Loose change left behind in those bins at TSA checkpoints netted the agency over half a million dollars last year. $531,395.22 was collected in all, according to the TSA's fiscal report. Miami International Airport was the leader in loose change, with $39,000 culled from the bins, but NYC airports contributed their fair share too. Travelers kicked in $21,201 for security theater at JFK last year, while skinflints at LaGuardia dropped $11,189.17 in change.

The half-million chunk of change is the most ever taken in by the TSA, which has so many coins it doesn't know what the hell to do with them. The TSA is legally required to reinvest it back into airport security, but the Washington Post reports that it only spent approximately $6,500 of the money it collected last year. That has some lawmakers demanding a re-appropriation of the funds. From the Post:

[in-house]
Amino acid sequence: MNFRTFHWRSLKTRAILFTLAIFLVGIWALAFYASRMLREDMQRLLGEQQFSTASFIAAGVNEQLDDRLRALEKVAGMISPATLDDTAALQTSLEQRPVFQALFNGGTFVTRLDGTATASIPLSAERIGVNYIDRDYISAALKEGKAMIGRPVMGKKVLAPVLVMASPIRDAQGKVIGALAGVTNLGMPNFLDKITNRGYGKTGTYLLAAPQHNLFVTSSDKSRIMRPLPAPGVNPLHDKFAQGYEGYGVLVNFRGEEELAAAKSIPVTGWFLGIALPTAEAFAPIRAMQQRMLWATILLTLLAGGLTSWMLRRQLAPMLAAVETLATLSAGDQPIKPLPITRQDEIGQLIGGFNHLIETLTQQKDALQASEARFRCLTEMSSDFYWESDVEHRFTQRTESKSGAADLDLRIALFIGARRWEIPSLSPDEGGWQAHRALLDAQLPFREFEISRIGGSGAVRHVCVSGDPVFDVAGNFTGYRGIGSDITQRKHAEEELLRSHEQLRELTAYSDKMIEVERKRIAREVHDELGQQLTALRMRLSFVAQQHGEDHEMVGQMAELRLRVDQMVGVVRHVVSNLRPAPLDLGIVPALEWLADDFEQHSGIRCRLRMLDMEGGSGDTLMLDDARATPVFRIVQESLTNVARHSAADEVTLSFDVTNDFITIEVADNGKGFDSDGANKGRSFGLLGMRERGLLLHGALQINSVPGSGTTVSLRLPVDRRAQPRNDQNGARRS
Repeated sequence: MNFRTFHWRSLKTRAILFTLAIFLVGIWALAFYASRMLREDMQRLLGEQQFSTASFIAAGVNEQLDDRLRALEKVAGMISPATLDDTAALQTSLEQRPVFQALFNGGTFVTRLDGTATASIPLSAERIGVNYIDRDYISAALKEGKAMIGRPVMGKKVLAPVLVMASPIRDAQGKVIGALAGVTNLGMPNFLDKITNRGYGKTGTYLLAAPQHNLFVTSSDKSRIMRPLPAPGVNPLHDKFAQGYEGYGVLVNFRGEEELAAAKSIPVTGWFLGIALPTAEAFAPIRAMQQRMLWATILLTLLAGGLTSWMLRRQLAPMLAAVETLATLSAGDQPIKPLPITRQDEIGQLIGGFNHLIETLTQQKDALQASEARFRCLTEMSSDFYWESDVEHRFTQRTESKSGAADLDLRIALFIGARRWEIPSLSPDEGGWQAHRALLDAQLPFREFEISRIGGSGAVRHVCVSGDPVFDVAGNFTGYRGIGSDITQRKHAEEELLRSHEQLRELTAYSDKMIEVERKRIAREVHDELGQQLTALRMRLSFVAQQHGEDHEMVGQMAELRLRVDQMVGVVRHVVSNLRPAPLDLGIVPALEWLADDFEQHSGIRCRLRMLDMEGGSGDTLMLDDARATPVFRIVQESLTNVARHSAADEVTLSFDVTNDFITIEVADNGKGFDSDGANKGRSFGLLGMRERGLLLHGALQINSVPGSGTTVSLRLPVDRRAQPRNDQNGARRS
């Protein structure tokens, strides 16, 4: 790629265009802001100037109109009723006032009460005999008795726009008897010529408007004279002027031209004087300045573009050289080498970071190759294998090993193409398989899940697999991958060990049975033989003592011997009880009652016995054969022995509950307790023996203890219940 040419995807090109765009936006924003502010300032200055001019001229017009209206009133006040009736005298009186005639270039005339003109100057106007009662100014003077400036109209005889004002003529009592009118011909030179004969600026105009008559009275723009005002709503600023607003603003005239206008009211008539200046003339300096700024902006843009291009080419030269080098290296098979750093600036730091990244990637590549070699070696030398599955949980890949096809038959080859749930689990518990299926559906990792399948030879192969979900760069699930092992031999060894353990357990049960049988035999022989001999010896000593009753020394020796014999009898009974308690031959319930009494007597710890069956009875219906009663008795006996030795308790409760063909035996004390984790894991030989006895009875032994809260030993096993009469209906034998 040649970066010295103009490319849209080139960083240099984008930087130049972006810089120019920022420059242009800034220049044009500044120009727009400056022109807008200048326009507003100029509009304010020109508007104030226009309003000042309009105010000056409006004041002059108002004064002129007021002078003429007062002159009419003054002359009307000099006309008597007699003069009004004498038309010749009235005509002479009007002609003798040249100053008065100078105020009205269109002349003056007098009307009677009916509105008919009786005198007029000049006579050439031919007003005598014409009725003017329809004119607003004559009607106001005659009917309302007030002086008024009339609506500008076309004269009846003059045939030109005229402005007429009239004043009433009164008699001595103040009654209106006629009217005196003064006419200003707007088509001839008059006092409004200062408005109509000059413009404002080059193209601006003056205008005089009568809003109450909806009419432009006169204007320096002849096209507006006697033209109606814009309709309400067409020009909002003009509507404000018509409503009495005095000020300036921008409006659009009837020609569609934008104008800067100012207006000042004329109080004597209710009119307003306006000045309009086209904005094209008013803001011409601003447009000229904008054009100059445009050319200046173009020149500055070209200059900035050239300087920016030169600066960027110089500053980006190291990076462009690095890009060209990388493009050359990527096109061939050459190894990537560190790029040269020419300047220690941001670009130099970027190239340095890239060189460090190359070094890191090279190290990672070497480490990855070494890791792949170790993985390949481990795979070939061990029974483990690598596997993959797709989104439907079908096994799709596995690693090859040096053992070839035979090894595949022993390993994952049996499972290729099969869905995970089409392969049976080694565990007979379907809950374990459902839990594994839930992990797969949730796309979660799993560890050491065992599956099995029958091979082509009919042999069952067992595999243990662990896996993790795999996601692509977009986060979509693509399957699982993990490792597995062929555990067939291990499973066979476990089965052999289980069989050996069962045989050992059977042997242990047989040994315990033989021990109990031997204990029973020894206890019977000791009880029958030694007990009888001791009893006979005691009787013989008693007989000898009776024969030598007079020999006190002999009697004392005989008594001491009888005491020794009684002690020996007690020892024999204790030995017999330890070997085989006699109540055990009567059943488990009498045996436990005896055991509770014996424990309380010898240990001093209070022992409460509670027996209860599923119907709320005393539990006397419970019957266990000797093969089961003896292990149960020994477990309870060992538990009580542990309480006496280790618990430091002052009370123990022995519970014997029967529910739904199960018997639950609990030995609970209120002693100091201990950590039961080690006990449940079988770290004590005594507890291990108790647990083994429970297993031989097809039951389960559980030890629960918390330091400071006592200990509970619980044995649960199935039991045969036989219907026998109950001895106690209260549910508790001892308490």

On Tuesday, the House passed H.R. 1095, sponsored by Rep. Jeff Miller (R-Fla.), which would require the TSA to fork that cash over to nonprofit organizations that provide travel-related assistance to military personnel or their families. But here’s the funny part: Requiring TSA to hand over the unclaimed coins could actually cost the agency more money than it collects.

A similar measure Miller introduced in the last Congress, H.R. 2179, would have awarded the money to United Service Organizations, Inc., the nonprofit that runs in-airport lounges for military personnel. The Congressional Budget Office estimated [pdf] that collecting, accounting for and transferring the money to the USO would cost $1.2 million — $700,000 more than the actual amount collected.

But if they just combine the loose change haul with money from the TSA Swear Jar, they'll surely have enough to cover it... or at least throw the safest pizza party in history.